Review Article | Published:

New approaches for dissecting protease functions to improve probe development and drug discovery

Nature Structural & Molecular Biology volume 19, pages 916 (2012) | Download Citation

Abstract

Proteases are well-established targets for pharmaceutical development because of their known enzymatic mechanism and their regulatory roles in many pathologies. However, many potent clinical lead compounds have been unsuccessful either because of a lack of specificity or because of our limited understanding of the biological roles of the targeted protease. In order to successfully develop protease inhibitors as drugs, it is necessary to understand protease functions and to expand the platform of inhibitor development beyond active site–directed design and in vitro optimization. Several newly developed technologies will enhance assessment of drug selectivity in living cells and animal models, allowing researchers to focus on compounds with high specificity and minimal side effects in vivo. In this review, we highlight advances in the development of chemical probes, proteomic methods and screening tools that we feel will help facilitate this paradigm shift in drug discovery.

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Acknowledgements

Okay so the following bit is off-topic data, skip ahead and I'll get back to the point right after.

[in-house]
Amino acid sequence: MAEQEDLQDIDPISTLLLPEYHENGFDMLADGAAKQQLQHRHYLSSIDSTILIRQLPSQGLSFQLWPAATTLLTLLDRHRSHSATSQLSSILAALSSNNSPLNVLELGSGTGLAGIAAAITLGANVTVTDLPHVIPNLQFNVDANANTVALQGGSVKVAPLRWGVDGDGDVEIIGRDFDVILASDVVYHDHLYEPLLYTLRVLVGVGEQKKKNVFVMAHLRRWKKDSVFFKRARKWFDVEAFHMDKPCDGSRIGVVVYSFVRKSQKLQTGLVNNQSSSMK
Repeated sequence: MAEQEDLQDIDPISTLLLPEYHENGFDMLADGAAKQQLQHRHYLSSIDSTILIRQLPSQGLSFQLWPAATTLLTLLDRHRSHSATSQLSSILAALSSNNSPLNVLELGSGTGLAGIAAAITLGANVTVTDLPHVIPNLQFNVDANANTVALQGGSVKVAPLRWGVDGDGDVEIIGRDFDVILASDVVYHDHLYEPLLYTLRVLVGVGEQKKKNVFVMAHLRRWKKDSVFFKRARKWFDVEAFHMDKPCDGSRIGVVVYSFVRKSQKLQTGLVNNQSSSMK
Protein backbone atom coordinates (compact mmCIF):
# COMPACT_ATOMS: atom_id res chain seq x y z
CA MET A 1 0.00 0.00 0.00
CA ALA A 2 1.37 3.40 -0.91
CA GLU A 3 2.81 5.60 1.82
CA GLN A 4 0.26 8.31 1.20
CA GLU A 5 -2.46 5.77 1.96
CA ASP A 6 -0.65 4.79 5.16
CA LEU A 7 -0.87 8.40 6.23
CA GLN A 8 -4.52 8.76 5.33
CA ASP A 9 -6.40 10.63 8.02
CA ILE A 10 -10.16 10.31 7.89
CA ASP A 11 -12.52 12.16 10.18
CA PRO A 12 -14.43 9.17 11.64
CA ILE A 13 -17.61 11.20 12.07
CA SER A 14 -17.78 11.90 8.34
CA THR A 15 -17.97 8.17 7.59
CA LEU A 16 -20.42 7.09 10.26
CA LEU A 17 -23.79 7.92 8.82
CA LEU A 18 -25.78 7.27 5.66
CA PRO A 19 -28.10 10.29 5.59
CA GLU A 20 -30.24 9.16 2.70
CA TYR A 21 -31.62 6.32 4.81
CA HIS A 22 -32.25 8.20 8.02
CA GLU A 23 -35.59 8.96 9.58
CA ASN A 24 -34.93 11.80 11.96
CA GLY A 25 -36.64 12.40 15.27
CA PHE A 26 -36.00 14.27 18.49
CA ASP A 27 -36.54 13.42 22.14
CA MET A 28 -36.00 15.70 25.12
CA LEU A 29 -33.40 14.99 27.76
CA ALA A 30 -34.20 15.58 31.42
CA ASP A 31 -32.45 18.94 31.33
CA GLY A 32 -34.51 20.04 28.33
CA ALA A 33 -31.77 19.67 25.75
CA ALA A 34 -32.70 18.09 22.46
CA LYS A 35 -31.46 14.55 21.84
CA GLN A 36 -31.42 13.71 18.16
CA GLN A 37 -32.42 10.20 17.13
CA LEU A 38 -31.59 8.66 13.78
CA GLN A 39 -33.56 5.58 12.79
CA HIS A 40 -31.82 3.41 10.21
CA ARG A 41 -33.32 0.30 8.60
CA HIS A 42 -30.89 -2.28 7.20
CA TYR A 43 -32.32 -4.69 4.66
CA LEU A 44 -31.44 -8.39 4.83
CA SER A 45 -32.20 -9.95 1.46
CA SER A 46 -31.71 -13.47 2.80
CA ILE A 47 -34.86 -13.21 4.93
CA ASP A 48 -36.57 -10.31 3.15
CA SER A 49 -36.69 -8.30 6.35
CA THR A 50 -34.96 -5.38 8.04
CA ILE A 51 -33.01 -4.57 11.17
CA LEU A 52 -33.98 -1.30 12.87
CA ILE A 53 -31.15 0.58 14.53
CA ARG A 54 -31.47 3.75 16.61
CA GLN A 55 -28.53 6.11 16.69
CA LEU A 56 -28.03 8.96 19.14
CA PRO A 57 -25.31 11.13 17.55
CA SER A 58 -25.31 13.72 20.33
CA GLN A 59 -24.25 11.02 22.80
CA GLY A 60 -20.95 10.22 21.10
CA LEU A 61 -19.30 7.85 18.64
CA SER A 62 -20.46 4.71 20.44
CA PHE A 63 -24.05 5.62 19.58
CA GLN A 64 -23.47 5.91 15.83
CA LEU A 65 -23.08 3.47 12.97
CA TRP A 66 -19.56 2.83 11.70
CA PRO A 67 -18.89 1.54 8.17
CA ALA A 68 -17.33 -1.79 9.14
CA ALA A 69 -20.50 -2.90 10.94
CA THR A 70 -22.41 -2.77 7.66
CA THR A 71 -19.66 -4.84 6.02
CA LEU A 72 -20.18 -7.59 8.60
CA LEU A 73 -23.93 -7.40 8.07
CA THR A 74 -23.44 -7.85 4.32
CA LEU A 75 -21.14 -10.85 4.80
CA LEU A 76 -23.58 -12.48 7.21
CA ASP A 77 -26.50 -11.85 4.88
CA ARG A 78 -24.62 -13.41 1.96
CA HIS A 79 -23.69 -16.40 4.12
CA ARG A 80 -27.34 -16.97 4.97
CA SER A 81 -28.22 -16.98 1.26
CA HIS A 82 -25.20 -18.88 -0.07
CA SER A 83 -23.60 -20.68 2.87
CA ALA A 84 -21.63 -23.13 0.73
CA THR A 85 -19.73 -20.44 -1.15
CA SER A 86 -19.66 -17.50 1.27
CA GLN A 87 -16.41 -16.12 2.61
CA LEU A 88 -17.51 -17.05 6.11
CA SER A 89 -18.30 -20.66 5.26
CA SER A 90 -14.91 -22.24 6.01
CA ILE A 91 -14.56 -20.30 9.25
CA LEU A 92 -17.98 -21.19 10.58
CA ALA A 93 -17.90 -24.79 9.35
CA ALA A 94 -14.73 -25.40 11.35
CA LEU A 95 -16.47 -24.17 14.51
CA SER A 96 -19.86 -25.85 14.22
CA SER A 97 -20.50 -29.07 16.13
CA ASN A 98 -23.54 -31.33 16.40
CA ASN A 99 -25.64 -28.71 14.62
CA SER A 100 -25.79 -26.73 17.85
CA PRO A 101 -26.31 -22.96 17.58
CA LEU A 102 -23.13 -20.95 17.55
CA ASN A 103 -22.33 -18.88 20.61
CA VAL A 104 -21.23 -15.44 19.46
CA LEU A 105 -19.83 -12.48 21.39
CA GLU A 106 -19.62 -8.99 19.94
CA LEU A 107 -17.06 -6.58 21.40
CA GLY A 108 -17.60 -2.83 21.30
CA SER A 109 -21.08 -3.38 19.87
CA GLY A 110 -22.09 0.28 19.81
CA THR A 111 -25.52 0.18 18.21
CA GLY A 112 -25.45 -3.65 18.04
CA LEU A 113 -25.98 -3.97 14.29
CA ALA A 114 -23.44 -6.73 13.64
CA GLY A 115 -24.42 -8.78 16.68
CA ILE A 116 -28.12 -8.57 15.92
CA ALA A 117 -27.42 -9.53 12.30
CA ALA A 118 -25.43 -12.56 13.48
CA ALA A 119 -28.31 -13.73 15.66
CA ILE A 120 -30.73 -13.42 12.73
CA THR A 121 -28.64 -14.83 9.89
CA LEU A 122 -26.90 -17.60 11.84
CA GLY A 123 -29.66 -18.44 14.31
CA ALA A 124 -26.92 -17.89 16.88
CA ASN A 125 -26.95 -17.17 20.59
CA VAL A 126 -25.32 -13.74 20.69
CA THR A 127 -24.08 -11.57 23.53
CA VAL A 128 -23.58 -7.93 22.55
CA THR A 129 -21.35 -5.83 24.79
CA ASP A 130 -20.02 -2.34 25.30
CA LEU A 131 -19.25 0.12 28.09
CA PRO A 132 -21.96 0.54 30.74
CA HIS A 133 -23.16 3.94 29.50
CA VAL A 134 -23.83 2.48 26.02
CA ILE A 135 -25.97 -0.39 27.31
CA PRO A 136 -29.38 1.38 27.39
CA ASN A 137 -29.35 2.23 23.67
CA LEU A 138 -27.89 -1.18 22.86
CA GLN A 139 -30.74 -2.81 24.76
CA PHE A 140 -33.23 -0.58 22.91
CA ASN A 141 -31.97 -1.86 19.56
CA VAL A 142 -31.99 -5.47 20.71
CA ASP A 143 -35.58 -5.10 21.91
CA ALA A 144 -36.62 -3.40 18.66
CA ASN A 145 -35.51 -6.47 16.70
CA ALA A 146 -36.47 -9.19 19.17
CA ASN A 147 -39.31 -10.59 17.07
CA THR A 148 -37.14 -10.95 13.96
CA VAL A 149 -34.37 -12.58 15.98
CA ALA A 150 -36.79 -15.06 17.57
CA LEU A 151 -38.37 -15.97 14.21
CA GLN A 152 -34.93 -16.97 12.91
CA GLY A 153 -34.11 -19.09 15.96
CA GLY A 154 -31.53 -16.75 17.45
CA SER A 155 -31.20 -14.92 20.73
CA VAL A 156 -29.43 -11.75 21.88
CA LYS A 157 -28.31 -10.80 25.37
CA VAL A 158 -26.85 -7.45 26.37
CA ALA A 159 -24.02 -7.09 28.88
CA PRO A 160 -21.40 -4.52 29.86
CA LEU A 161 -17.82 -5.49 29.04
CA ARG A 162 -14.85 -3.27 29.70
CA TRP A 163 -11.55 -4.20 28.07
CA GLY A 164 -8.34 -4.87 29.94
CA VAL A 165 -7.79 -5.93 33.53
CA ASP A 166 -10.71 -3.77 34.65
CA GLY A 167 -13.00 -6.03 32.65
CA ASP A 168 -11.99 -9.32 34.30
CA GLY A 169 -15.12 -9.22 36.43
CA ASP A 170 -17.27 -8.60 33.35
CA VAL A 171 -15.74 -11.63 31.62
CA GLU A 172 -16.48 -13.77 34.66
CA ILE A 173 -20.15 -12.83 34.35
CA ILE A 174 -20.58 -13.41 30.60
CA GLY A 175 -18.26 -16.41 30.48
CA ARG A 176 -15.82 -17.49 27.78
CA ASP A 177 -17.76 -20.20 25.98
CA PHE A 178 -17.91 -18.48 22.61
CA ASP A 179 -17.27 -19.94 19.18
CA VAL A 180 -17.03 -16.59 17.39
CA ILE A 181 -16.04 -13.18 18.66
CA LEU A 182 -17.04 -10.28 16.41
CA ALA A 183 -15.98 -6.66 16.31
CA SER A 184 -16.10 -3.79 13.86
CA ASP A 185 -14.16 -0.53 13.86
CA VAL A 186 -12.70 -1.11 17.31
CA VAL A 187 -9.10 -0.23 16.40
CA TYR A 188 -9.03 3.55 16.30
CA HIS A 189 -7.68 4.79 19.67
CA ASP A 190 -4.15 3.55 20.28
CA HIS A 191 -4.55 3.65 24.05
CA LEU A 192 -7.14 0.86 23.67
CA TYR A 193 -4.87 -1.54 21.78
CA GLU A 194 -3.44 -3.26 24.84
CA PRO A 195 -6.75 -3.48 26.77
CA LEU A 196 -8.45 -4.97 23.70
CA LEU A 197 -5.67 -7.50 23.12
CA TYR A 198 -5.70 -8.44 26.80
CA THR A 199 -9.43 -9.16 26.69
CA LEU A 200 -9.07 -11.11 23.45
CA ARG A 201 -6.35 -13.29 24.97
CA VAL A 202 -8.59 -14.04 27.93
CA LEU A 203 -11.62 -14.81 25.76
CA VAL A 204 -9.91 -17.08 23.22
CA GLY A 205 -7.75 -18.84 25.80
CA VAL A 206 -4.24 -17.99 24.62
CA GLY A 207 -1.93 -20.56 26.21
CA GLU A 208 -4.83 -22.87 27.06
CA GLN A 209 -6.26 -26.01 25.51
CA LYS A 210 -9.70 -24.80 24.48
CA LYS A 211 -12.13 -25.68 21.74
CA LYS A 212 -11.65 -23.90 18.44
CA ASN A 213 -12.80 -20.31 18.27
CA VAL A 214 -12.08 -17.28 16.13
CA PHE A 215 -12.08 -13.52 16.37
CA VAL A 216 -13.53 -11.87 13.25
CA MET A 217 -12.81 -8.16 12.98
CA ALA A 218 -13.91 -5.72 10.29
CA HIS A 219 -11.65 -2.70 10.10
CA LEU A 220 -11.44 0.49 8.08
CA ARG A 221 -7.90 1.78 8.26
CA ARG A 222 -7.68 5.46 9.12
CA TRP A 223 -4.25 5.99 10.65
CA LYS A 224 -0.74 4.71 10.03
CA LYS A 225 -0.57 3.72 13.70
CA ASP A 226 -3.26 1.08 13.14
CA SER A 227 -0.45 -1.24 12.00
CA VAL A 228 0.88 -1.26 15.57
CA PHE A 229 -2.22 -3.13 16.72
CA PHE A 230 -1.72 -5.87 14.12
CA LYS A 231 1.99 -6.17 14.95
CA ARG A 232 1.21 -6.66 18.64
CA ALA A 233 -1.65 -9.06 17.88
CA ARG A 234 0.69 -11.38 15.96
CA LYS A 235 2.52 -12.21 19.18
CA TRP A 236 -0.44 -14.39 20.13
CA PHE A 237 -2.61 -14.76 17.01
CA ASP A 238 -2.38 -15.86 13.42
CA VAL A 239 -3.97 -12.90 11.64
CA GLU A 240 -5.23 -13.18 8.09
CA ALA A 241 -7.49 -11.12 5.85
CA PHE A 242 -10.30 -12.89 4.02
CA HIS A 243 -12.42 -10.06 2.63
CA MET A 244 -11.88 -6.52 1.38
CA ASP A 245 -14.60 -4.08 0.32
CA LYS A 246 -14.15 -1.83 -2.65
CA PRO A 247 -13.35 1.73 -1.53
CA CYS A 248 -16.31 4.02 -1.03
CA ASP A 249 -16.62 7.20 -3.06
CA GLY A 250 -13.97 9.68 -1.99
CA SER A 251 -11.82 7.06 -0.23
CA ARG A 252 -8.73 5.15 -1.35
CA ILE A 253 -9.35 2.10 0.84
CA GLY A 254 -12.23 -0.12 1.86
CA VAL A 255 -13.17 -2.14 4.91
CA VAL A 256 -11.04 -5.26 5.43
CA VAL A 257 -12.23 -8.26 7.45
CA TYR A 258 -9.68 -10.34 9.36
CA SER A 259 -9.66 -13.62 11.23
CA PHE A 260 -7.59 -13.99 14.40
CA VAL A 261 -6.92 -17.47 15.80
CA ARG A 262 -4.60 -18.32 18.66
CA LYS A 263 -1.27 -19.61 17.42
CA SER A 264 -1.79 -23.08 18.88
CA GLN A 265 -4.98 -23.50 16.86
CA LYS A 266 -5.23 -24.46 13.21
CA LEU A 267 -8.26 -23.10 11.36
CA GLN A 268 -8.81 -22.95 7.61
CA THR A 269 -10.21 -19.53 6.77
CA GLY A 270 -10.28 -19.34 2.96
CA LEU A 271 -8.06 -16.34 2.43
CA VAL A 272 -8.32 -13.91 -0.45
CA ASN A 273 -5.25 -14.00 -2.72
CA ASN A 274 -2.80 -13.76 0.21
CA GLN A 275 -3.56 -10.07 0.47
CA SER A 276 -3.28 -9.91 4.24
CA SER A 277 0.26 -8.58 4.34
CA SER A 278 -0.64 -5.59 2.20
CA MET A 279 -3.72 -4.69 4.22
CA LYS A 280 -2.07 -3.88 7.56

The authors thank Dr. Christopher Kirk for his comments and suggestions. This work was funded by NIH grants R01 EB005011 and R01 AI078947 (to M.B.) and a Rubicon grant from The Netherlands Organization for Scientific Research (NWO) (to M.V.).

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Affiliations

  1. Department of Pathology, Stanford University School of Medicine, Stanford, California, USA.

    • Edgar Deu
    • , Martijn Verdoes
    •  & Matthew Bogyo
  2. Department of Microbiology and Immunology, Stanford University School of Medicine, Stanford, California, USA.

    • Matthew Bogyo

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Competing interests

The authors declare no competing financial interests.

Corresponding author

Correspondence to Matthew Bogyo.

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https://doi.org/10.1038/nsmb.2203

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